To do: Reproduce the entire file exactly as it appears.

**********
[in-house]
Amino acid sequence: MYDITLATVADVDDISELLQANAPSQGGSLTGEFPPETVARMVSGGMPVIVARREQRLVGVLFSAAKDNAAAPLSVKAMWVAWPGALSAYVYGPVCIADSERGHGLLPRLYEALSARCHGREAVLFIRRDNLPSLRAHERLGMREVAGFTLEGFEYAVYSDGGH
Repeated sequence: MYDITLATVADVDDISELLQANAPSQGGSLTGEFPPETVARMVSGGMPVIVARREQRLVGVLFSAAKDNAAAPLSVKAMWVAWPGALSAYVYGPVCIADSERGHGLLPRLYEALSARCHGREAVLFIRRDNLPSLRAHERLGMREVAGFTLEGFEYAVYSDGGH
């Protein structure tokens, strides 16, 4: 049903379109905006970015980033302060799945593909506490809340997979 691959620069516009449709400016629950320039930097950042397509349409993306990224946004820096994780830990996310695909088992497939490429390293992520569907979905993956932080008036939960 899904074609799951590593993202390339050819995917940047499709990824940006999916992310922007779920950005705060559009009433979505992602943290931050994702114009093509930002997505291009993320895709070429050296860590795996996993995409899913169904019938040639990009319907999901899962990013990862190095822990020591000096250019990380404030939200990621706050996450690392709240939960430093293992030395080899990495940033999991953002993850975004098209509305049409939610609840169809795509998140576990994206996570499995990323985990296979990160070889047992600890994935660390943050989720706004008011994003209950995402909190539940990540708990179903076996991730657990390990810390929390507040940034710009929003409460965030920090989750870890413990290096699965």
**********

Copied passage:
[in-house]
Amino acid sequence: MYDITLATVADVDDISELLQANAPSQGGSLTGEFPPETVARMVSGGMPVIVARREQRLVGVLFSAAKDNAAAPLSVKAMWVAWPGALSAYVYGPVCIADSERGHGLLPRLYEALSARCHGREAVLFIRRDNLPSLRAHERLGMREVAGFTLEGFEYAVYSDGGH
Repeated sequence: MYDITLATVADVDDISELLQANAPSQGGSLTGEFPPETVARMVSGGMPVIVARREQRLVGVLFSAAKDNAAAPLSVKAMWVAWPGALSAYVYGPVCIADSERGHGLLPRLYEALSARCHGREAVLFIRRDNLPSLRAHERLGMREVAGFTLEGFEYAVYSDGGH
């Protein structure tokens, strides 16, 4: 049903379109905006970015980033302060799945593909506490809340997979 691959620069516009449709400016629950320039930097950042397509349409993306990224946004820096994780830990996310695909088992497939490429390293992520569907979905993956932080008036939960 899904074609799951590593993202390339050819995917940047499709990824940006999916992310922007779920950005705060559009009433979505992602943290931050994702114009093509930002997505291009993320895709070429050296860590795996996993995409899913169904019938040639990009319907999901899962990013990862190095822990020591000096250019990380404030939200990621706050996450690392709240939960430093293992030395080899990495940033999991953002993850975004098209509305049409939610609840169809795509998140576990994206996570499995990323985990296979990160070889047992600890994935660390943050989720706004008011994003209950995402909190539940990540708990179903076996991730657990390990810390929390507040940034710009929003409460965030920090989750870890413990290096699965």